In Papua New Guinea, where the Constitution protects customary land rights, residents are being coerced into signing away their heritage by a government whose strategy is to unlock land so that the country can progress. Even after admitting to widespread failure, in a process riddled with corruption and deception, the government continues with a development strategy that gives foreign companies bloated rights to log and destroy rainforest.

This kind of global activity by governments and corporations can feel unstoppable. But it isn’t.

For example, in Tanzania, AgriSol Energy was in deep negotiations with the government to move 172,000 people so that the company could develop an area already thriving with small farms, markets, and community. After the Oakland Institute, an independent think tank, brought attention to the ugly realities of the deal, it fell apart, and 172,000 people remain in their homes, on their land.

In the current global land rush, many stories of unoccupied, un-owned lands available for development are false, and echo the idea of empty lands discovered and taken in America.

At Thanksgiving time as I eat a familiar meal and think about some of the dark history of this country and what it all means I will also feel gratitude. Not just for human kindness, but also for persistence, and the work of people all over who stand up to injustice and do what seems undoable. I will feel gratitude worthy of a whole new holiday.

Tight pants are good for the revolution: Russell Brand

by Granate Sosnoff on 26th October, 2013

The last time we heard this much talk about a revolution, from British celebrity, it was the Beatles.

Actor and comic Russell Brand’s recent “revolution” video interview was a refreshing critique of the powers that be and struck a chord with many – judging by the millions of views. His protest against voting as “tacit complicity” in a nonworking political system that “administrates for corporate interests” was much more cogent than what I could come up with in college. (I voted anyway.)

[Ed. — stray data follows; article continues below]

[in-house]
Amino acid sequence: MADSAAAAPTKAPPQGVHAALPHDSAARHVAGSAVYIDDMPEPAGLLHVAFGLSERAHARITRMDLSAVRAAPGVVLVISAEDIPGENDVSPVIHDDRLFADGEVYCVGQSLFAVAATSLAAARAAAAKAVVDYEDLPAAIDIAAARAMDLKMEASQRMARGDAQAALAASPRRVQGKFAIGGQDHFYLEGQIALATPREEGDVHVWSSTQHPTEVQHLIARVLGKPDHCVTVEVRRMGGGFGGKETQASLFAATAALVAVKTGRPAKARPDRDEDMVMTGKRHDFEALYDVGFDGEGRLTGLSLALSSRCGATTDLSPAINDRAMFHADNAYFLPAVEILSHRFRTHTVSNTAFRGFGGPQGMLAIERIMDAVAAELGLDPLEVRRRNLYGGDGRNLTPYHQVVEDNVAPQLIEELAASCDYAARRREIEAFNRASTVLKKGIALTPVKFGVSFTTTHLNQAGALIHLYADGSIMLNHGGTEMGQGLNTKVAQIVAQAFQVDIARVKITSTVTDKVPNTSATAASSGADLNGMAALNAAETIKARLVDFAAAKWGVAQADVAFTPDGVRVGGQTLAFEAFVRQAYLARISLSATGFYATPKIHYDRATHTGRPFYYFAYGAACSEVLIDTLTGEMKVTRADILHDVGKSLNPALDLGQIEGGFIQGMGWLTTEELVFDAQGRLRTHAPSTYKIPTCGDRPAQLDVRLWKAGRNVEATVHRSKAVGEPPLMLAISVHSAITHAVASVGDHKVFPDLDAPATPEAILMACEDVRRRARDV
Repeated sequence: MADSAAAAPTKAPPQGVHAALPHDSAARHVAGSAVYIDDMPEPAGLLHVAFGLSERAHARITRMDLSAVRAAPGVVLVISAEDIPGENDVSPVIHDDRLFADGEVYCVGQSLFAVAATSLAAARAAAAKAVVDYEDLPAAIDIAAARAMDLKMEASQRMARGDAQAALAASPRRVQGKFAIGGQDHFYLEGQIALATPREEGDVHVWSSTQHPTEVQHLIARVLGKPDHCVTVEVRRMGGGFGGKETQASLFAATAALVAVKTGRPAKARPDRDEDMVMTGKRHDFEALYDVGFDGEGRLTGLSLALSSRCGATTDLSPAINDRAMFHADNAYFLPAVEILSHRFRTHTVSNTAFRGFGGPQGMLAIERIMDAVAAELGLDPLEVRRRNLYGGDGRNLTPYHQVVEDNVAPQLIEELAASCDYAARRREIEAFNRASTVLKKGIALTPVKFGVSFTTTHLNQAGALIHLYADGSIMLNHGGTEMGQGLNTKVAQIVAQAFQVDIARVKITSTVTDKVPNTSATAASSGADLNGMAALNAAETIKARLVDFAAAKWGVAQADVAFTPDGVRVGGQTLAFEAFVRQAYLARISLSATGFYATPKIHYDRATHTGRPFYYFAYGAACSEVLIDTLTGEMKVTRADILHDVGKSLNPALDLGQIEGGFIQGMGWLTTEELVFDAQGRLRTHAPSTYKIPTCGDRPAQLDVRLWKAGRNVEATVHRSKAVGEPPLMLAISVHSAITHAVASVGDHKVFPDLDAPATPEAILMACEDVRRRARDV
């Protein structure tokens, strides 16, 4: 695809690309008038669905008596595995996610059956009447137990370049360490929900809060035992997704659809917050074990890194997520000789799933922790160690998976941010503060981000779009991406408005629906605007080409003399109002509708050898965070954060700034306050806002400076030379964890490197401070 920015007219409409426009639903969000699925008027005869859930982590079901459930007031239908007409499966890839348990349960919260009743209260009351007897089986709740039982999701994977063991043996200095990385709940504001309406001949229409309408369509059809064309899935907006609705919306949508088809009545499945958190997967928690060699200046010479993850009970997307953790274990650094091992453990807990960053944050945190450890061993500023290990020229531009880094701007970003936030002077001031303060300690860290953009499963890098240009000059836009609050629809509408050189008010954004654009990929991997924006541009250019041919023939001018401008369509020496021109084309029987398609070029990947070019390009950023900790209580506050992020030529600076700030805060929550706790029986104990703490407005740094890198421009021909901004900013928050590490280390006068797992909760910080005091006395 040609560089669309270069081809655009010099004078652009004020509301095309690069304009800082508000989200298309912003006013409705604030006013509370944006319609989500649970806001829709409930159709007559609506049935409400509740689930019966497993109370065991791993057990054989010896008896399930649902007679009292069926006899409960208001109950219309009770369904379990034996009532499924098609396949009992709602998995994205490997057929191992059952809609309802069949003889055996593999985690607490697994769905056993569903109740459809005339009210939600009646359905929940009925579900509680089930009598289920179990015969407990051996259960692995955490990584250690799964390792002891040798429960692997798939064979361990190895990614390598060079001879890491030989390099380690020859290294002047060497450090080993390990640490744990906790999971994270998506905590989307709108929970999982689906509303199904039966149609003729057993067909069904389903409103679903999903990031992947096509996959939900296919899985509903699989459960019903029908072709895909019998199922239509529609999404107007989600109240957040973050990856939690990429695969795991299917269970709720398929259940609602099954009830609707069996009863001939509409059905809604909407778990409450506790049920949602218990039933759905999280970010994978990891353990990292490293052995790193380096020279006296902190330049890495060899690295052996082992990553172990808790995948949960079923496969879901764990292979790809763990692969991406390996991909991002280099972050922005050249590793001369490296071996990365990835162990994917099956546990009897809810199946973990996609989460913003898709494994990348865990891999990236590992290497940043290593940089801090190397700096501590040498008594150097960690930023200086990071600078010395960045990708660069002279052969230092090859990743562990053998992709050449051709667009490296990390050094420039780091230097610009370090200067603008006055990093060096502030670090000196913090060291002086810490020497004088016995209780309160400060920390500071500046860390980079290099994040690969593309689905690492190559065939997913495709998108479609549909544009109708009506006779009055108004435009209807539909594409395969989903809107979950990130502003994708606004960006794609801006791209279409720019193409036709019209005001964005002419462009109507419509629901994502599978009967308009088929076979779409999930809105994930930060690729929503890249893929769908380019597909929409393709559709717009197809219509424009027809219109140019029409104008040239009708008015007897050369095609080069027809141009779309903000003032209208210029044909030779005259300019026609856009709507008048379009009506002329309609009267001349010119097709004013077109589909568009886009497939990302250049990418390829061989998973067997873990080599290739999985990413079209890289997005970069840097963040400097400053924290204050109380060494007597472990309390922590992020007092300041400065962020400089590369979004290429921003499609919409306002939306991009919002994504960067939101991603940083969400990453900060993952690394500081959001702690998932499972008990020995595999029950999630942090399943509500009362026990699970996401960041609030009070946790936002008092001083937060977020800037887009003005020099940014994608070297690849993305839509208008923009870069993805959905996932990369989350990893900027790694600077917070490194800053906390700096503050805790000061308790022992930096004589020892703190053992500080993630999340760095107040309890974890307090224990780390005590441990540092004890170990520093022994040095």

The power of our vote to create change gets sold to us every four years or so and delivers, in Brand’s view, incremental changes within an existing “failed paradigm.”

I enjoyed hearing this passionate and intelligent extremism from a celebrity with a large audience. His defense of facetiousness and reference to “Prius-owning” offered bonus and entertaining critique.

If you haven’t heard this rare shake up of the status quo, including the word “revolution” without association with a product or service, here it is. Brand isn’t playing spokesperson or do-gooder, the interview is unscripted and that’s part of it’s power.

“I am angry, I am angry because for me it’s real, for me it’s not just some peripheral thing that I turn up once in a while to a church bake for. For me this is where I come from, this is what I care about… this is time to wake up.”
(Excerpt from interview.)

UN ad campaign on women

by Granate Sosnoff on 23rd October, 2013
TAGS: , ,

Campaign so worth checking out – Actual Google autocomplete results. Take a look.

UN ad campaign

Movement building and defending MLK’s dream

by Granate Sosnoff on 23rd August, 2013
New York Times photo

New York Times photo

Fifty years later, no amount of messaging can change the fact that we aren’t further along than we’d hoped in attaining civil and political rights or anything resembling racial equality in this country.